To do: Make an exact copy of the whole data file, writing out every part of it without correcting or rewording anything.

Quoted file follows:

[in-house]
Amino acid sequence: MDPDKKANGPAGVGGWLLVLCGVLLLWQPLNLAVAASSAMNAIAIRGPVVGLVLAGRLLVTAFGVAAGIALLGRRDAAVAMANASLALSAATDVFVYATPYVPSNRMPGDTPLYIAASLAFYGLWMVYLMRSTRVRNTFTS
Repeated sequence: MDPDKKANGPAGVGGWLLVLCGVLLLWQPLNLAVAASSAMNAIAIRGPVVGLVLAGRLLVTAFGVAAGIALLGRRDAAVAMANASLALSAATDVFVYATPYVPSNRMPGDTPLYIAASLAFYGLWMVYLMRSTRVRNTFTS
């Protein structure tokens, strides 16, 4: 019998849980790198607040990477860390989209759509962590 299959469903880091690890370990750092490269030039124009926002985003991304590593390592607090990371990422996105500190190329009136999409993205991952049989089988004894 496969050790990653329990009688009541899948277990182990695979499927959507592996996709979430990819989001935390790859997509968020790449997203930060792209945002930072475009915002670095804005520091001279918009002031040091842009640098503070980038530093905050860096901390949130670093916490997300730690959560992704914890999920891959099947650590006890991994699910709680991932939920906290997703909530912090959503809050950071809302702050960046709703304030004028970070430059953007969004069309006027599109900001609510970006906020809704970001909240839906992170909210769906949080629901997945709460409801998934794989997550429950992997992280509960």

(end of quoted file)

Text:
[in-house]
Amino acid sequence: MDPDKKANGPAGVGGWLLVLCGVLLLWQPLNLAVAASSAMNAIAIRGPVVGLVLAGRLLVTAFGVAAGIALLGRRDAAVAMANASLALSAATDVFVYATPYVPSNRMPGDTPLYIAASLAFYGLWMVYLMRSTRVRNTFTS
Repeated sequence: MDPDKKANGPAGVGGWLLVLCGVLLLWQPLNLAVAASSAMNAIAIRGPVVGLVLAGRLLVTAFGVAAGIALLGRRDAAVAMANASLALSAATDVFVYATPYVPSNRMPGDTPLYIAASLAFYGLWMVYLMRSTRVRNTFTS
């Protein structure tokens, strides 16, 4: 019998849980790198607040990477860390989209759509962590 299959469903880091690890370990750092490269030039124009926002985003991304590593390592607090990371990422996105500190190329009136999409993205991952049989089988004894 496969050790990653329990009688009541899948277990182990695979499927959507592996996709979430990819989001935390790859997509968020790449997203930060792209945002930072475009915002670095804005520091001279918009002031040091842009640098503070980038530093905050860096901390949130670093916490997300730690959560992704914890999920891959099947650590006890991994699910709680991932939920906290997703909530912090959503809050950071809302702050960046709703304030004028970070430059953007969004069309006027599109900001609510970006906020809704970001909240839906992170909210769906949080629901997945709460409801998934794989997550429950992997992280509960």